I believe that as individuals, we must conduct “wars” in our families and communities to radically alter how we live. More importantly, we must engage in the ongoing transformation of our psycho-spiritual awareness so that we are not just giving lip service to our desire to live in a new paradigm, but are actually embracing it and functioning in alignment with it. Curiously, the original meaning of the Islamic term “jihad” was not a holy war on anything or anyone external, but a holy war on one’s own psyche—a conflagration with unconsciousness that resulted in a profound spiritual awakening.
The sacred within us instinctively resonates with the sanctity of food. Therefore, the growing, transporting, distribution, and consumption of food are sacred acts that deserve ritual and reverence from the moment the seed is planted in the earth to the moment we have washed and put away the plate on which our food was served.
A study released last week by Stanford scientists, which claims organic foods are no more healthy than non-organic foods, was funded by corporate agriculture and biotechnology giants, according to a new report by the Cornucopia Institute.
With a gallon of gasoline in America now averaging almost $4.00, the topic of oil dependence is timely. Cheap oil and other fossil fuels have helped create the modern American economy, and to a lesser extent, the economies of other industrialized cultures around the world. Big industry totally depends on them. Naturally, this includes the food industry.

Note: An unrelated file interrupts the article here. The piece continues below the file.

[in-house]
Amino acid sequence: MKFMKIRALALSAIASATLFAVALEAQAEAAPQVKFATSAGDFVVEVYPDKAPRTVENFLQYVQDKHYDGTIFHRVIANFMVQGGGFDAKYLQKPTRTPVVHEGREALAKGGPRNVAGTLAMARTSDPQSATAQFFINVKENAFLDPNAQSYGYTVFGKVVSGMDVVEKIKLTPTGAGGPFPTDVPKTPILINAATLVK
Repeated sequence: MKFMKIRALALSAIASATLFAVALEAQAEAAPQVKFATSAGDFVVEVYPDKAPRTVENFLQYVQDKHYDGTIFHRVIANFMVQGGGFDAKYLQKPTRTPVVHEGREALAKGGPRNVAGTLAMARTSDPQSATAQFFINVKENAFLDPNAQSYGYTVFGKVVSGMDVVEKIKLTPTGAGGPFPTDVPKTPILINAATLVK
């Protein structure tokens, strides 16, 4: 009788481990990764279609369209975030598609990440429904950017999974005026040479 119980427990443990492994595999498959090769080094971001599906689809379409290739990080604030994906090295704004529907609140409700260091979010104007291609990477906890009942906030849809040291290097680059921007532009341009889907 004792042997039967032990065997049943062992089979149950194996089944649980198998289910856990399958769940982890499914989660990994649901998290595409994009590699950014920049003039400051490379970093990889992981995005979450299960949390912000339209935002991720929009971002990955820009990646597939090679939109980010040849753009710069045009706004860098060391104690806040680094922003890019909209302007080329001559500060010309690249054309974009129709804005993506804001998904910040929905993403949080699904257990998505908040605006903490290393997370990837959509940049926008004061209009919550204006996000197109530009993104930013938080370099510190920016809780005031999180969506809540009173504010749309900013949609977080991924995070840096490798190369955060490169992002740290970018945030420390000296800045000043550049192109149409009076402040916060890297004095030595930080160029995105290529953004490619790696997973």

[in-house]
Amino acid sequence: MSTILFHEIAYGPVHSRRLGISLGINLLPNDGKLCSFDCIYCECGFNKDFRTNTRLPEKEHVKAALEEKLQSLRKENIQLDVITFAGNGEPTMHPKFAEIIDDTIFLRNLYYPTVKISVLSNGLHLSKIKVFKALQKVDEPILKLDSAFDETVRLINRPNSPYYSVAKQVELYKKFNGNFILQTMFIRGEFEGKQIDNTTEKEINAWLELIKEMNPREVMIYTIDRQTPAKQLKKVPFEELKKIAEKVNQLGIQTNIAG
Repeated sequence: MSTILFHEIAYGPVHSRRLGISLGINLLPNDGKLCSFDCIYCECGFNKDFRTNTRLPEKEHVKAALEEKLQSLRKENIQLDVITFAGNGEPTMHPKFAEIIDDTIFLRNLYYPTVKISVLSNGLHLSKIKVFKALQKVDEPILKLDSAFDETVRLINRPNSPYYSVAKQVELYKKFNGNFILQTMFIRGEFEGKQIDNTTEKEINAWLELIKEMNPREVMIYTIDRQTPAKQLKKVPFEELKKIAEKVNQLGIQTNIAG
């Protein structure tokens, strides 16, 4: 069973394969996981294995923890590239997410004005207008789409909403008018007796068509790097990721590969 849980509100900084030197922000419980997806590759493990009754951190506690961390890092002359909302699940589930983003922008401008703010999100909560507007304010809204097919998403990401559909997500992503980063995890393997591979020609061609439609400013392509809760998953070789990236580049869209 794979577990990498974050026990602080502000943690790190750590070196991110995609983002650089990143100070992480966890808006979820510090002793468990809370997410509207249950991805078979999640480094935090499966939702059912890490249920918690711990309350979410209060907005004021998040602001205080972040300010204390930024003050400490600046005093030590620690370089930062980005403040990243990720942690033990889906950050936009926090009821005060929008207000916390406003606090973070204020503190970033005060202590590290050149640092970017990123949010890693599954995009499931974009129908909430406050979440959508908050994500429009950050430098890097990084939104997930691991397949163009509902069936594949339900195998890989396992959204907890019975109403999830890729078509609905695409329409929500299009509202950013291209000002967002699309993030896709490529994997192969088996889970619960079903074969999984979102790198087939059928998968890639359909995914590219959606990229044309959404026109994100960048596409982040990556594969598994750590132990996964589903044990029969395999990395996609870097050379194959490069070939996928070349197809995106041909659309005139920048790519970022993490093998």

We’ve tapped underground water sources pretty heavily as well. The water level in the Ogallala Aquifer in the Midwestern U.S. has dropped more than 150 feet in some places, leaving many farmers’ wells bone dry. As water is sucked out of aquifers, the overlying soil and rock can compact or collapse into the dewatered void, causing tall buildings to teeter in Mexico City, automobiles to tumble into sinkholes in Florida, or swallowing tourists on the fringes of the shriveling Dead Sea in Israel and Jordan. With so many rivers, lakes and aquifers going dry, we have to ask: Are we running out of water?
There have been persistent rumors of shortages at some of the biggest suppliers of emergency food in the United States. Mountain House the largest supplier of freeze dried and dehydrated food in the United States is not accepting orders for the next couple of months.
We know how dramatically these situations can change the face of the world – most recently the collapse of the Soviet Union was due in large part to crashing energy markets that left the Soviets unable to buy adequate wheat on world markets. When the bread runs out, the riots begin and the world changes.
Like so many chirping miner’s canaries, about 400 people met last weekend in a Boulder church and hotel to talk about what might perhaps best be called “collapse preparedness.” The occasion was a conference called “Our Local Economy in Transition: Exploring Food Localization as Economic Development,” organized by Transition Colorado, the local arm of the “Transition Towns” movement.